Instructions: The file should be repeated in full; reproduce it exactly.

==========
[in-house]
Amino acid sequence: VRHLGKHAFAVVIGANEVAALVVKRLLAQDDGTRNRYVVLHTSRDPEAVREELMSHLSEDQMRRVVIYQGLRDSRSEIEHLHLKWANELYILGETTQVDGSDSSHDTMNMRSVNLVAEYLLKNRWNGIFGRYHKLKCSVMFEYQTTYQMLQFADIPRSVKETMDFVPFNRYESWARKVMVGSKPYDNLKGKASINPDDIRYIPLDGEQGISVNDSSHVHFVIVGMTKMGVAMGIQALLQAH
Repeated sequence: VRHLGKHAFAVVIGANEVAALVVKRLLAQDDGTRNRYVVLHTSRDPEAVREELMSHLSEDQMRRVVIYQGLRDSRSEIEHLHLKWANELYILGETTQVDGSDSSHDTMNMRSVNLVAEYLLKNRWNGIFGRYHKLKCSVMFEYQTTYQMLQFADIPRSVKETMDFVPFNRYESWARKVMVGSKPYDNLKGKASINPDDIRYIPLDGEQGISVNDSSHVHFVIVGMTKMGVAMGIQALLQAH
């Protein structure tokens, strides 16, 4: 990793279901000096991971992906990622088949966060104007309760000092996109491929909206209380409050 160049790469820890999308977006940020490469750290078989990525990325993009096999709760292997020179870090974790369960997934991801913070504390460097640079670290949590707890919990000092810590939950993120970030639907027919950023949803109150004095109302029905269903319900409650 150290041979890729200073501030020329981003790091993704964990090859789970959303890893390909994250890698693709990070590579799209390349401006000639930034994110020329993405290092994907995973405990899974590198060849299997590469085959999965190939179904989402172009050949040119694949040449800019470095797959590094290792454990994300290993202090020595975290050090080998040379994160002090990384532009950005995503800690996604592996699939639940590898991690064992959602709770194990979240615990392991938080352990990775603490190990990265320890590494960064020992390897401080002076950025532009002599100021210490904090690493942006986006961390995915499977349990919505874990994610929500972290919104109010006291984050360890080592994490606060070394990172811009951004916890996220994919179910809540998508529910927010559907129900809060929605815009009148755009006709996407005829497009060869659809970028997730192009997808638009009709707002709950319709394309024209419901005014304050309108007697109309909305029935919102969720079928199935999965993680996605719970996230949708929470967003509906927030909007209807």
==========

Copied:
[in-house]
Amino acid sequence: VRHLGKHAFAVVIGANEVAALVVKRLLAQDDGTRNRYVVLHTSRDPEAVREELMSHLSEDQMRRVVIYQGLRDSRSEIEHLHLKWANELYILGETTQVDGSDSSHDTMNMRSVNLVAEYLLKNRWNGIFGRYHKLKCSVMFEYQTTYQMLQFADIPRSVKETMDFVPFNRYESWARKVMVGSKPYDNLKGKASINPDDIRYIPLDGEQGISVNDSSHVHFVIVGMTKMGVAMGIQALLQAH
Repeated sequence: VRHLGKHAFAVVIGANEVAALVVKRLLAQDDGTRNRYVVLHTSRDPEAVREELMSHLSEDQMRRVVIYQGLRDSRSEIEHLHLKWANELYILGETTQVDGSDSSHDTMNMRSVNLVAEYLLKNRWNGIFGRYHKLKCSVMFEYQTTYQMLQFADIPRSVKETMDFVPFNRYESWARKVMVGSKPYDNLKGKASINPDDIRYIPLDGEQGISVNDSSHVHFVIVGMTKMGVAMGIQALLQAH
């Protein structure tokens, strides 16, 4: 990793279901000096991971992906990622088949966060104007309760000092996109491929909206209380409050 160049790469820890999308977006940020490469750290078989990525990325993009096999709760292997020179870090974790369960997934991801913070504390460097640079670290949590707890919990000092810590939950993120970030639907027919950023949803109150004095109302029905269903319900409650 150290041979890729200073501030020329981003790091993704964990090859789970959303890893390909994250890698693709990070590579799209390349401006000639930034994110020329993405290092994907995973405990899974590198060849299997590469085959999965190939179904989402172009050949040119694949040449800019470095797959590094290792454990994300290993202090020595975290050090080998040379994160002090990384532009950005995503800690996604592996699939639940590898991690064992959602709770194990979240615990392991938080352990990775603490190990990265320890590494960064020992390897401080002076950025532009002599100021210490904090690493942006986006961390995915499977349990919505874990994610929500972290919104109010006291984050360890080592994490606060070394990172811009951004916890996220994919179910809540998508529910927010559907129900809060929605815009009148755009006709996407005829497009060869659809970028997730192009997808638009009709707002709950319709394309024209419901005014304050309108007697109309909305029935919102969720079928199935999965993680996605719970996230949708929470967003509906927030909007209807």